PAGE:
- Charles Shapiro ([email protected]) and William Kranz. University of Nebraska, Haskell Ag Laboratory, Concord, NE
- Lynn Junck and Elizabeth Sarno, former University of Nebraska co-PIs have both left the University of Nebraska.
- Mike Mainz, Research Technologist, retired
Significance of Project to Organic Agriculture
To be certified, organic farmers must follow the National Organic Program (NOP) regulations which state that famers manage their soil fertility and pests by diversifying their crop rotation, using cover crops (CCs) and developing other strategies to improve soil fertility. The USDA NOP standards are written broadly as to allow implementation across a wide range of ecosystems throughout the United States. Farmers are left to their own devices to develop farming practices that work with their bioregion and that are consistent with the standards. NOP Standard 205.203 Soil Fertility and Crop Nutrient Management Practice states: (a) The producer must select and implement tillage and cultivation practices that maintain or improve the physical, chemical, and biological condition of soil and minimize soil erosion and (b) The producer must manage crop nutrients and soil fertility through rotations, CCs, and the application of plant and animal materials. However, the standard does not dictate what tillage and cultivation practices are used and what rotations and CCs work best.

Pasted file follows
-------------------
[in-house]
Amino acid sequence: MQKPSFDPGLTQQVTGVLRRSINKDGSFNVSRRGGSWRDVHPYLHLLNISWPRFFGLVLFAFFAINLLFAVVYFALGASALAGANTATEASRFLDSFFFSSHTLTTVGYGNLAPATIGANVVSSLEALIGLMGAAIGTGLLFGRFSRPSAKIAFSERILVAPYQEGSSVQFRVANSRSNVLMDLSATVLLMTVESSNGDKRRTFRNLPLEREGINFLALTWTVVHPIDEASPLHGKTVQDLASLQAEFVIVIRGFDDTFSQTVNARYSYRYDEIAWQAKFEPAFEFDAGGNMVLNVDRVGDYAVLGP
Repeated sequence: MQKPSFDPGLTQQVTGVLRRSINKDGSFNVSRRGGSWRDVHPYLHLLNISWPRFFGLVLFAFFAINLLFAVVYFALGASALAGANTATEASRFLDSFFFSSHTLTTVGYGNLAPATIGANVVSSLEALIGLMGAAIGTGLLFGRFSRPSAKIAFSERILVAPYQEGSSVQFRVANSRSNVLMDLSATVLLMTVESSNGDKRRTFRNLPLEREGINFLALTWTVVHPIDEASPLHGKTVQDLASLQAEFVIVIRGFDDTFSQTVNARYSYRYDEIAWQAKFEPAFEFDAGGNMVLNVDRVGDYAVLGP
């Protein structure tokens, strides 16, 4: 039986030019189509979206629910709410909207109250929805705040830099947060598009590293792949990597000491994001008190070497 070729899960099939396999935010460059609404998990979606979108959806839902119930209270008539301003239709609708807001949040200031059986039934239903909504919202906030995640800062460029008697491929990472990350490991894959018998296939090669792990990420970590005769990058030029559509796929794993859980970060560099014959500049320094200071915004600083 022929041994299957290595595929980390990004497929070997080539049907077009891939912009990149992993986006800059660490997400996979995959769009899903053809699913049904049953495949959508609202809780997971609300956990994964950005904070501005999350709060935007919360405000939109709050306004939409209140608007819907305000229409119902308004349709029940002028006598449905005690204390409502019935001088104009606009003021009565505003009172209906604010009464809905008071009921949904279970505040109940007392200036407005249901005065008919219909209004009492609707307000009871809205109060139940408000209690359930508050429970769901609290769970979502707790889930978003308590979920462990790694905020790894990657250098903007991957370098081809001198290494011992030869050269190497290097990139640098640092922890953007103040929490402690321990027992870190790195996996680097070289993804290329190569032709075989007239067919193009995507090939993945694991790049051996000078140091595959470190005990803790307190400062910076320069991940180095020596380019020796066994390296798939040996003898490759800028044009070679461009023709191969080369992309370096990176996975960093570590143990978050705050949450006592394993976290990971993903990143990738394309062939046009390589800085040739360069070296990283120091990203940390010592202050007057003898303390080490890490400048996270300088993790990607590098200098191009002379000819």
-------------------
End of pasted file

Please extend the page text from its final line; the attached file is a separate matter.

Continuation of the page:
- Determine the effect of triticale planting rate, crimping date and crimping frequency on triticale CC survival and subsequent soybean yield.
(Revised to oats since triticale could not be planted in the fall 2013)
- Determine the effect of Austrian winter pea (AWP) planting rate, crimping date and crimping frequency on AWP CC survival and subsequent corn yield.
(Revised to spring forage peas)
- Determine the effect of soil moisture status on triticale kill at boot stage.
(Experiment conducted in 2014 and 2015 due to poor soil conditions in 2014)
- Facilitate on-farm experimentation with roller/crimper CC termination.